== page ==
1. Slowly Transition to new dog food. Often shelters will provide you with a bag of food that your pup has been eating. If you plan to switch food brands, be sure to do it slowly. Incorporate some of the shelter food with the new food to gradually switch your dog over. An abrupt change in food can cause digestion issues. It’s always a great idea to introduce a probiotic supplement during a food transition to help ease indigestion.
  1. Avoid common mistakes. Even with good intentions, many pet owners fall into common mistakes that lead to bad habits with their pup. Not setting clear boundaries, spoiling with too many toys, failing to set a routine, etc. Check out these common mistakes to avoid
  • Holly W
Eight Great Dog Mascots of College & Professional Sports

Eight Great Dog Mascots of College & Professional Sports 0

Sports and dogs naturally go together - after all, who doesn't love a great game a fetch with a pup? However, there's another area where sports and dogs overlap. Many college and professional teams have doggies as their official or unofficial mascot to the delight of fans and dog-lovers

With so many amazing dog mascots, it was tough to limit our list. Check out our eight favorite sports dog mascots:

  • CAPTAIN (Washington Capitals) - One of the more recent doggos on this list, the Washington Capitals hockey team made "Captain" their head pooch in 2019. A thoroughly charming yellow Labrador puppy, Captain quickly charmed everyone in D.C. - especially superstar and team captain Alexander Ovechkin. Check out Captain walking the red carpet with the Russian goal scorer for opening night! It's not a long-term deal with the Capitals; Captain is training as a service dog while he's with the Capitals, and will eventually leave the team to live with a veteran or disabled first responder.
  • BARCLAY (St. Louis Blues) - The most recent Stanley Cup-winning hockey team has one of the most adorable dogs in all of sport. Barclay is an enormously cute yellow lab adopted by the St. Louis Blues organization in late 2018. A few months later, they captured the franchise's first championship. Coincidence? Maybe - but just look at all the cuteness! You can't tell us that good karma didn't play some part in the win. Barclay has plenty of followers on Instagram and a devoted following in St. Louis (along with plenty of love from the team's players). Even better, Barclay is training to become a service dog once he finishes his "contract" with the Blues!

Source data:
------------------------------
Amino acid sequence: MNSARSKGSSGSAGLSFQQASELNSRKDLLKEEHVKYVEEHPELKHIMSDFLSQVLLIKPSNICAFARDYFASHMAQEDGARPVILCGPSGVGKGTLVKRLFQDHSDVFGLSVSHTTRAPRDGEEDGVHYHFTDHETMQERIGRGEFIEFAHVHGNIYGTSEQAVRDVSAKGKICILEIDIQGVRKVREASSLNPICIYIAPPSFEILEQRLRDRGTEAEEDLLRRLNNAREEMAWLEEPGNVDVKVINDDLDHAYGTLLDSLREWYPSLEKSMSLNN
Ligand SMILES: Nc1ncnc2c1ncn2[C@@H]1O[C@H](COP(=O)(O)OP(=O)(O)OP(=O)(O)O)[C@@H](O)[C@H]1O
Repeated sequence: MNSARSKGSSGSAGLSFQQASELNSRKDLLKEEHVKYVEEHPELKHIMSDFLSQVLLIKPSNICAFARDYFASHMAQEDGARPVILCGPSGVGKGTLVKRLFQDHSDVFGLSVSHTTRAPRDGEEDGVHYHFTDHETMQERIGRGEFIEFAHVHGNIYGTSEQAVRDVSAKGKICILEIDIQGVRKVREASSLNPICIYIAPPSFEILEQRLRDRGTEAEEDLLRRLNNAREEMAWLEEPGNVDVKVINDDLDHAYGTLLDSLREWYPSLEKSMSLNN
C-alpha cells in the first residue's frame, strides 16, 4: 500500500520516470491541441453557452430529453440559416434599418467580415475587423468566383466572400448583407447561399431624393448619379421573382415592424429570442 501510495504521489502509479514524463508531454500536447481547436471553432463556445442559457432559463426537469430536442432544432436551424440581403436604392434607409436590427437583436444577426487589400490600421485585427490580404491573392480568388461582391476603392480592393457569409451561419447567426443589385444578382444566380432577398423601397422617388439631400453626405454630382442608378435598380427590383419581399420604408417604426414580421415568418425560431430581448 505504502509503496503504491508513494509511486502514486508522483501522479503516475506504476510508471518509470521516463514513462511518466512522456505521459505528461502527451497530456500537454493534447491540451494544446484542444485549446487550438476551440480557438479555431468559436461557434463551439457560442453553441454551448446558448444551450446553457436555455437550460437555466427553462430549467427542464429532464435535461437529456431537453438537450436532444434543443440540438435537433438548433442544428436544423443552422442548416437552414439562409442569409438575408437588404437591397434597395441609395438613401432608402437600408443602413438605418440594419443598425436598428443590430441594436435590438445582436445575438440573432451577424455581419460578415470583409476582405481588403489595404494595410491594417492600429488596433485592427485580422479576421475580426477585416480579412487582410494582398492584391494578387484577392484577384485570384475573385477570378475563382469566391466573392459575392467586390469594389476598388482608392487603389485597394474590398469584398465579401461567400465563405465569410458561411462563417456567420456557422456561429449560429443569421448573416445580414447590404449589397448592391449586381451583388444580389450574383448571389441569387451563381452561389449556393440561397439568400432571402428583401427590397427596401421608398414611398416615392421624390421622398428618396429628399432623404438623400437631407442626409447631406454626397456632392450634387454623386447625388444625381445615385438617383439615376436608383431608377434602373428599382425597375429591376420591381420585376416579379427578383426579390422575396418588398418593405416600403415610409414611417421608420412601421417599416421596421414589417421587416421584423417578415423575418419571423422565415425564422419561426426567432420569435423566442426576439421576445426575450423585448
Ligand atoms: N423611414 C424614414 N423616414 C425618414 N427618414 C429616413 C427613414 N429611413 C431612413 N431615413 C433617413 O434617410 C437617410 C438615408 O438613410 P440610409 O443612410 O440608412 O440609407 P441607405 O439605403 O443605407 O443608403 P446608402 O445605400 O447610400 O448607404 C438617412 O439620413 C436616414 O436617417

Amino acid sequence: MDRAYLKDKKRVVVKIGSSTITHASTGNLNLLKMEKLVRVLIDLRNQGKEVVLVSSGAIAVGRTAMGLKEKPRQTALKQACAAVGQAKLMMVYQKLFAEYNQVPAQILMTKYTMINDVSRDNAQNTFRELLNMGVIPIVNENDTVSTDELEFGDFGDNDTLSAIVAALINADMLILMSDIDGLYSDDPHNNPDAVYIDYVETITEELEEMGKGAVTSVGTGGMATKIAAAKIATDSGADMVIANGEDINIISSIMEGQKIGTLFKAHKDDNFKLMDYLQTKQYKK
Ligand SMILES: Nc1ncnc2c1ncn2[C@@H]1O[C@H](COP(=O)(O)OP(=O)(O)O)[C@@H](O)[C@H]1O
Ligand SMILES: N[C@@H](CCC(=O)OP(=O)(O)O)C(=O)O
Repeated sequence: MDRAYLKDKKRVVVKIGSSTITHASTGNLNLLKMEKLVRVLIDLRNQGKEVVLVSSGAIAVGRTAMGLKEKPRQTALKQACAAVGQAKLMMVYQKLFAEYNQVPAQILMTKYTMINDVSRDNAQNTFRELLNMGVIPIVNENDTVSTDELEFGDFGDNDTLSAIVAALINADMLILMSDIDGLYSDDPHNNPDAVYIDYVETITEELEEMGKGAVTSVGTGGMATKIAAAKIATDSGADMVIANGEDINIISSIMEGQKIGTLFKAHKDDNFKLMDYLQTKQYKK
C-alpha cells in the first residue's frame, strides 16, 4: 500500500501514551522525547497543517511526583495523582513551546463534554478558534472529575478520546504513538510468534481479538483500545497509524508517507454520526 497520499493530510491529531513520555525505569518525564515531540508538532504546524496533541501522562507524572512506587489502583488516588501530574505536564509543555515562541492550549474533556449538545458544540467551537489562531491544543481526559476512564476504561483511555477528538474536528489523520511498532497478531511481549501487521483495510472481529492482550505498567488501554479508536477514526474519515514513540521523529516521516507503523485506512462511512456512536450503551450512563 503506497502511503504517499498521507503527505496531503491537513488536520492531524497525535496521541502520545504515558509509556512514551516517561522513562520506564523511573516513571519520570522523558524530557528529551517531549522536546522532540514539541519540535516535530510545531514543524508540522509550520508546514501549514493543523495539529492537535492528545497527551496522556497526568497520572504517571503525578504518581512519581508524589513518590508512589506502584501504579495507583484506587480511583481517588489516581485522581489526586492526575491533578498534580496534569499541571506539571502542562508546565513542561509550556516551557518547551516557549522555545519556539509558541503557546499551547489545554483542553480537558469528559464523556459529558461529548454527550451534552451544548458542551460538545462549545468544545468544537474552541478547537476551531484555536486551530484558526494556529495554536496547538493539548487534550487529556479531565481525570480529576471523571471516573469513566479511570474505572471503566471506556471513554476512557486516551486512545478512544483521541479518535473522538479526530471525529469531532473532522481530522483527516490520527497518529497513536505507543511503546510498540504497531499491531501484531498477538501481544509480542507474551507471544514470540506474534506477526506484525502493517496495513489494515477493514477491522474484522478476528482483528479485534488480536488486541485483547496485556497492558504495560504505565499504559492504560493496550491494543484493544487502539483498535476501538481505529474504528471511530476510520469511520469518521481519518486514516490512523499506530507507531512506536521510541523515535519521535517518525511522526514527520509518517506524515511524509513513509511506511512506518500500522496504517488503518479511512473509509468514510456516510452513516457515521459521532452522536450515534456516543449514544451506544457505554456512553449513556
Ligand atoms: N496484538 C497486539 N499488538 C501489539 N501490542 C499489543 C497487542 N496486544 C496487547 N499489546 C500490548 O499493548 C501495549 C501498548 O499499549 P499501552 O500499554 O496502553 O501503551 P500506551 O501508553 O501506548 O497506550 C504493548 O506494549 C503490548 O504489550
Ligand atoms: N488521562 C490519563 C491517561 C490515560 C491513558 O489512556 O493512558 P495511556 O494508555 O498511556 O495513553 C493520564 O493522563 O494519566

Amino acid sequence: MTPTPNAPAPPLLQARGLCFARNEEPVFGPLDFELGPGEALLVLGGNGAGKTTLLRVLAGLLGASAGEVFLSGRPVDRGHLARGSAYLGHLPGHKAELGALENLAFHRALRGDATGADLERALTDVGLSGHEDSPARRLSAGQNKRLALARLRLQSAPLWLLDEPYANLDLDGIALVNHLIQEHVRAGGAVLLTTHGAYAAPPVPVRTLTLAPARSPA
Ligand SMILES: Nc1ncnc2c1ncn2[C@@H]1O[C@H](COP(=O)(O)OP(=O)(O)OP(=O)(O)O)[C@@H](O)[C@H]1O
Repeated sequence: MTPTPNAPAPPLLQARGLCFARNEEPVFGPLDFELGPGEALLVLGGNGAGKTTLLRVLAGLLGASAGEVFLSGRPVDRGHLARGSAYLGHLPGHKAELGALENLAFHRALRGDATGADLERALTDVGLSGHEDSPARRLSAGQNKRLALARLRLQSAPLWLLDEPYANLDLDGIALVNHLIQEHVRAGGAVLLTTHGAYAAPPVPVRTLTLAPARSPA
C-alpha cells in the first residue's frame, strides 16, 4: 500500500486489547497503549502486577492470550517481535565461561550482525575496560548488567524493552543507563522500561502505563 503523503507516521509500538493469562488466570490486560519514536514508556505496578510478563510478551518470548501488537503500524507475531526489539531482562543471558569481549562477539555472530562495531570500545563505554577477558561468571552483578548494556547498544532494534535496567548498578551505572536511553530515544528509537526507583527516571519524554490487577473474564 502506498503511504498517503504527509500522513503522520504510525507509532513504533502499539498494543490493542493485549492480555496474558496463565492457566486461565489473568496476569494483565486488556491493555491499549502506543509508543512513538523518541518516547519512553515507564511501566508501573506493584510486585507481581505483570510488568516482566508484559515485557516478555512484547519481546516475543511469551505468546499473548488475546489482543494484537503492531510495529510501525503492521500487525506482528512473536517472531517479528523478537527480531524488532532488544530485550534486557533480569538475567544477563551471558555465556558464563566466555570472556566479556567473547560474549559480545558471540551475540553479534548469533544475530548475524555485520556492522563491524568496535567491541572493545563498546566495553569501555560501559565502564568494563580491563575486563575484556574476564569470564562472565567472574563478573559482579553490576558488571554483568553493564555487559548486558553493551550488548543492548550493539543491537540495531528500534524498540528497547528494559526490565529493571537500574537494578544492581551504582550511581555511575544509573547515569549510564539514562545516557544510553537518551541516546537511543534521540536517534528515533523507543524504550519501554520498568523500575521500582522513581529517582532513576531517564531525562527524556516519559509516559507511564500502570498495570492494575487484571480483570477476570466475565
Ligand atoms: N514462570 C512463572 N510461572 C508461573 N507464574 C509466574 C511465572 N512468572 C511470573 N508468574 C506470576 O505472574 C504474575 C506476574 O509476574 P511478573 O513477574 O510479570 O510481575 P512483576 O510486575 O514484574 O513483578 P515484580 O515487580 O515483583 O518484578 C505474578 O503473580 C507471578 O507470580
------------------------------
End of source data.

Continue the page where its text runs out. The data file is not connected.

• HANK (Milwaukee Brewers) - How's this for a great story. A lonely and hungry stray wanders into a major league spring training facility, gets rescued by the team's third-base coach, charms the team members, and quickly becomes a fan-favorite dog mascot. Sounds too Hollywood to be true, right? Well, this actually happened! Check out the story of Hank, the ballpark dog of the Milwaukee Brewers. There's an even happier ending to the story, as Hank is now living with a loving family in Milwaukee, and his presence (and merchandise) helped to raise thousands of dollars for Wisconsin-area dog rescues. He even got his own bobblehead!
  • SWAGGER (Cleveland Browns) - The Browns might not be the most successful franchise out there - but at least they've got a great dog. Swagger Junior is the new bull mastiff mascot of the Browns (home of the "dawg pound," replacing his retired father Swagger. The original Swagger is a huge, 145-lb. beast of a dog that patrolled the sidelines of FirstEnergy stadium before every home Browns game, firing up the fans. He served the team faithfully for half a decade before retiring and handing the "leash" over to this son. Maybe a new dog will bring them playoff luck!